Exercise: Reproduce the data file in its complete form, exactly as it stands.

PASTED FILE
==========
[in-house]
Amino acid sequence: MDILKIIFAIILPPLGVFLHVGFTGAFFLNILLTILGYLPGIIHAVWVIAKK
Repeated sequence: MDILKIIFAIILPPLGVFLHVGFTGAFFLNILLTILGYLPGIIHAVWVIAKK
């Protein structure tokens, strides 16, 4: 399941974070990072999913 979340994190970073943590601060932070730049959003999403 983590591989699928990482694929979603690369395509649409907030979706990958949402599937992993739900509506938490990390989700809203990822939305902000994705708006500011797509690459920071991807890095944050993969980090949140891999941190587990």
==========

[in-house]
Amino acid sequence: MDILKIIFAIILPPLGVFLHVGFTGAFFLNILLTILGYLPGIIHAVWVIAKK
Repeated sequence: MDILKIIFAIILPPLGVFLHVGFTGAFFLNILLTILGYLPGIIHAVWVIAKK
């Protein structure tokens, strides 16, 4: 399941974070990072999913 979340994190970073943590601060932070730049959003999403 983590591989699928990482694929979603690369395509649409907030979706990958949402599937992993739900509506938490990390989700809203990822939305902000994705708006500011797509690459920071991807890095944050993969980090949140891999941190587990």